Vegan Grandma

Thursday, September 21, 2006

Yaki Manju (Baked bean Paste Cake)
Makes 2 dozen




Our veg club had a potluck two weeks ago with an ethnic food theme. One of our members (who is a wonderful cook) brought Yaki Manju, a sweet bean paste cake, and everyone thought it was great.


2 ½ cups sifted flour
½ cup sugar
½ teaspoon salt
3/4 cup salad oil or soy margarine
6 tablespoons cold water
1 cup koshi or tsubushi an (sweet red bean paste)*

Combine flour, salt and sugar and blend thoroughly. Add oil (or soy margarine) and water and mix well. If you are using margarine, cut the margarine into the flour mixture with a fork until the dough has a mealy texture, then add the water and mix thoroughly.


Form the dough into balls using one tablespoon of dough for each ball. Flatten the balls to form circles. Place a heaping teaspoon of the bean paste in the center of each circle, fold the circle in half, and pinch the edges together to seal.

Bake on an ungreased cookie sheet for 30 to 35 minutes, until golden brown at 444 degrees F. (How do I make that little degree symbol on my word processor?)


You can also use apple pie filling mix instead of the bean paste. I think you could use any pie filling. I wonder if pumpkin would be good?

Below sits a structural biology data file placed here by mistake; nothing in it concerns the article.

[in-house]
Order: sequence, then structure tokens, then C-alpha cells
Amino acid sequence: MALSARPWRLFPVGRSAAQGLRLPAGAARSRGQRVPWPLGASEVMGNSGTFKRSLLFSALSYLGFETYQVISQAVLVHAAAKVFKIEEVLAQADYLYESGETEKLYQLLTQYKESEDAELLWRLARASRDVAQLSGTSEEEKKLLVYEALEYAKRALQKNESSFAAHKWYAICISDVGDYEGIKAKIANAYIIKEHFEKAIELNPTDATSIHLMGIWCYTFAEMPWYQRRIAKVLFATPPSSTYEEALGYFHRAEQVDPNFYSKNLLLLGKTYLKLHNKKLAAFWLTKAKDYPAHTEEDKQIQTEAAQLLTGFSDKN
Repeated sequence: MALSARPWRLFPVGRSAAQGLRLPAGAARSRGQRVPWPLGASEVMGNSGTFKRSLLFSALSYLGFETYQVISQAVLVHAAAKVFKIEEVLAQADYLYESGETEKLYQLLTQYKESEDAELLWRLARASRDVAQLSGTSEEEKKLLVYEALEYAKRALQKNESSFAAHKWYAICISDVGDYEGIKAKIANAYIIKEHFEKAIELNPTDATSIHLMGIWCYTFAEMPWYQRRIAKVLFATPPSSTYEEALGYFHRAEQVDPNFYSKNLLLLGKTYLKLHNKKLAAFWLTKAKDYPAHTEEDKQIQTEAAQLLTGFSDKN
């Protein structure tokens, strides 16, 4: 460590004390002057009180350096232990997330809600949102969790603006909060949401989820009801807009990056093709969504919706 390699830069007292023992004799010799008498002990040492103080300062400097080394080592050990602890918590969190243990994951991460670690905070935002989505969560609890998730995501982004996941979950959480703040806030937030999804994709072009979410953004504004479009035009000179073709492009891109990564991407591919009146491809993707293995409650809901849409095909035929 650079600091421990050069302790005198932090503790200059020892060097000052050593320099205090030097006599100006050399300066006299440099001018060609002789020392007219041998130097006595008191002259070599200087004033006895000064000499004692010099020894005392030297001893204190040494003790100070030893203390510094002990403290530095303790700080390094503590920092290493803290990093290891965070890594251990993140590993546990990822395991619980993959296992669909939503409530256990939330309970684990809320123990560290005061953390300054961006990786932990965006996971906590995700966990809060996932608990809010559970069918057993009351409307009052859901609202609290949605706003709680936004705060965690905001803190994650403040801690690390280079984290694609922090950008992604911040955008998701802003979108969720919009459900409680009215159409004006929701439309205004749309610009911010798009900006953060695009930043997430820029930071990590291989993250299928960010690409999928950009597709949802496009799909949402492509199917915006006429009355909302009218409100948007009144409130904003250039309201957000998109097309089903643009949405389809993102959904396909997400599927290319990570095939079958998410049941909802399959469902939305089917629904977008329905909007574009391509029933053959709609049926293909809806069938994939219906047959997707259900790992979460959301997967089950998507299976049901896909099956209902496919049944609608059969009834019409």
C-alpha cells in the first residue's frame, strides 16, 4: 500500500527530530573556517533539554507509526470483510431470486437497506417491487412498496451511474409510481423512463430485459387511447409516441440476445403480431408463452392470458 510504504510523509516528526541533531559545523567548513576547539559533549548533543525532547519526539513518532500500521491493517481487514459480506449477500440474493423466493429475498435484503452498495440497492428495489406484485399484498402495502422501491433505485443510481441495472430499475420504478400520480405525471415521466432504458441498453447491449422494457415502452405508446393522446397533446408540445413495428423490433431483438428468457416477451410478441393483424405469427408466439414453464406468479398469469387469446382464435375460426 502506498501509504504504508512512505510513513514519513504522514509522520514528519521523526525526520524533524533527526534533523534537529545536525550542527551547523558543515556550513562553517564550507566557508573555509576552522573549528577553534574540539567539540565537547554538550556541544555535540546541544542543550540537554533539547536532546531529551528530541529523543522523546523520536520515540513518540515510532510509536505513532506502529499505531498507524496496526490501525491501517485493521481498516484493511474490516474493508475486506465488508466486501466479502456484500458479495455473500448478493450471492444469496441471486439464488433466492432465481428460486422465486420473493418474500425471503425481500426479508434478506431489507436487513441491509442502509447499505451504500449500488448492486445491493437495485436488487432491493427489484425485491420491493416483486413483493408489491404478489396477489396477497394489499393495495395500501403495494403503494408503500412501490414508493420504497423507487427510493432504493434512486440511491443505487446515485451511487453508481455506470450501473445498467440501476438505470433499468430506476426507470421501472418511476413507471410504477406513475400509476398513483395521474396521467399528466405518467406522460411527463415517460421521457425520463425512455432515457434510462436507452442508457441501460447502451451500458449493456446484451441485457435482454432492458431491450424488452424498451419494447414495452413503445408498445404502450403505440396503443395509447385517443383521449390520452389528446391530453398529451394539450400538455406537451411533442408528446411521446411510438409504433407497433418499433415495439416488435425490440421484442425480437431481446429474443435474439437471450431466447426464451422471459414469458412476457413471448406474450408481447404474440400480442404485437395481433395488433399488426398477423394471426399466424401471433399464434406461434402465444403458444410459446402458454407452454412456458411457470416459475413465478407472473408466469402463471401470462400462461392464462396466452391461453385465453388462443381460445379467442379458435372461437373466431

*Sweet Red bean Paste


I went to an Asian grocery store today to look for sweet red bean paste, and they had it in a can for $4.50. I thought that $4.50 was too expensive, so I went looking for a recipe to make my own. I found the following information and the recipe for sweet red bean paste at the following web site: /www.foodsubs.com

Sweet red bean is made from azuki beans, and Asian cooks use it to fill buns and dumplings and to make puddings. Like peanut butter, it comes in both creamy and crunchy versions. The creamy version also comes in powdered form. Don't confuse this with sweet bean paste, which is made from sweetened fermented soybeans.

To make your own sweet red bean paste, cook a cup of azuki beans until they're soft (about 1 ½ hours), then puree the softened beans in a food processor. Pour the puree into a cotton kitchen towel and squeeze out the water. Put what's left into a saucepan, add 1 ½ cups of sugar, ½ cup shortening, and a pinch of salt, and heat while stirring until it's thickened to the consistency of miso.

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